EC has been marketing more towards students with irregular schedules who could benefit from distance education, Crystle Martin, director of library and learning resources at EC said.

For Ramirez’s online class, you didn’t have to stick to the professor’s pace and was allowed to work faster­ or slower–as long as you turned in your assignments by deadline.

Since Ramirez worked at a daycare, she took the opportunity to do classwork when the children were asleep. She was able to squeeze in an assignment or read a couple chapters for class during her time there.

“It was convenient for me because I didn’t have to stop working to take that class,” Ramirez said.

Martin said that distance education at EC is having a huge growth phase and attributes the success to the college’s utilization of Canvas.

Canvas is EC’s official learning management system that conducts and delivers the online material to the college and EC started using it during the winter of 2017, Gema Perez, EC instructional media coordinator for distance education, said.

At first it was piloted by a small group of instructors and classes and was eventually made available to all of EC and Compton College during the summer of 2018.

“We are supporting about 15-thousand students, about 6000 sections, and around 1,500 faculty members, Perez said.

Canvas now has the ability to administer proctored test taking so it will be easier for mathematics and business to transition their classes online, Martin said.

However, there are many requirements before a traditional face to face course is approved for distance education.

“The quality of education should still be the same if not better online,” Tran said.

First a class must pass a curriculum process for quality control. Then a Distance Education Addendum is completed which details how the course will be taught and changed to work in an online environment.

Before a professor can teach an online class, they must pass an online teaching certification which is offered a couple times a semester. The training is done 100% online so the faculty being certified have context of what a student would experience when taking their class.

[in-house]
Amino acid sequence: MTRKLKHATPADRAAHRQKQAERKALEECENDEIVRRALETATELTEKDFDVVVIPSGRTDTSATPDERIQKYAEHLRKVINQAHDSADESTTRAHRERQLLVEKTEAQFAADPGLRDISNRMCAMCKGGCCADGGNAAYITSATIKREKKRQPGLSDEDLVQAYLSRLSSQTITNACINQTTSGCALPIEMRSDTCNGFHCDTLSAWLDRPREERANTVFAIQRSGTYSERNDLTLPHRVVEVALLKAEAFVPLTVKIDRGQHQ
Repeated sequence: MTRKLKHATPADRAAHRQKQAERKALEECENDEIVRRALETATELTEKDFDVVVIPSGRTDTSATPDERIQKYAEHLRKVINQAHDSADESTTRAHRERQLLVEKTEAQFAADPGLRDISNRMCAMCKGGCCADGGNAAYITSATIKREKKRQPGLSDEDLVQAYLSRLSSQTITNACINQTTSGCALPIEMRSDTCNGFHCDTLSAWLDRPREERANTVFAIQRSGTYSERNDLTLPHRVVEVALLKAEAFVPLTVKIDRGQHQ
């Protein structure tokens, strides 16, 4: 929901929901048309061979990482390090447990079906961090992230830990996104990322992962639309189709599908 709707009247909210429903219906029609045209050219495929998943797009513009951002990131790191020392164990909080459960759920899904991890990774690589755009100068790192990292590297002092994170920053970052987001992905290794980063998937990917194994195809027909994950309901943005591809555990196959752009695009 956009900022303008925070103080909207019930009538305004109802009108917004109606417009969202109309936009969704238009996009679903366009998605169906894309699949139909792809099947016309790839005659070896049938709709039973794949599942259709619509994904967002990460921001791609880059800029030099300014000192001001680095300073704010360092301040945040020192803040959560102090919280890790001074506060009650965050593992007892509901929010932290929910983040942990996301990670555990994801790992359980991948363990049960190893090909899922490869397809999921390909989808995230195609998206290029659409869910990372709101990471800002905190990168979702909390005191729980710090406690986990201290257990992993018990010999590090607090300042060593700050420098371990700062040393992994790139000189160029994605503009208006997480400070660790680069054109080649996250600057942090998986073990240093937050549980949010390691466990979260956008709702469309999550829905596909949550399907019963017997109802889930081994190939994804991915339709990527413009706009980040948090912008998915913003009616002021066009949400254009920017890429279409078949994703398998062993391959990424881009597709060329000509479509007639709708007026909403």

These requirements aren’t the only things regulating the growth of online education because not every class translates well to the internet. Limitations can include classes that require lab experience or speech classes that need direct feedback from an audience of students and professors.

“In the end of the day it can’t be worse,” Tran said. “You can’t go through all of this–provide online programs or give them access to this community and have a worse experience.”

Martin has taught in an online and face to face setting and said other “pedagogical approaches” must be used for distance education.

“Lots of things are different, you can’t see everyone’s face in the classroom so how you engage with students has to change,” Martin said.

It’s a challenge that some professors like to take on while other faculty choose to teach online because they are early tech adopters, Martin said.

The future of online education will be figuring out the challenges of offering courses that traditionally have a lot of hands on elements in a distant space. Some possibilities are lab kits that could be sent to students to do at home or virtual reality which some med schools are starting to use, Martin said.

“We’ve been working with a lot of the divisions on what the roadblocks are for their faculty to be able to take those classes online,” Martin said. “But the desire for the growth of online is definitely there.”

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Accourding to the California Chancellor’s Office Data Mart, El Camino College, Long Beach City College, Cerritos College and Santa Barbara City College have seen growth in their online student population over the past six years. Santa Barbara City College has the most online students but its growth peaked from 2015 to 2016. EC saw the biggest upward trend. EC increased its online full time equivalent students by 126% while LBCC increased by 89%, Cerritos College by 59% and Santa Barbara City College by 16%. Photo credit: Kevin Caparoso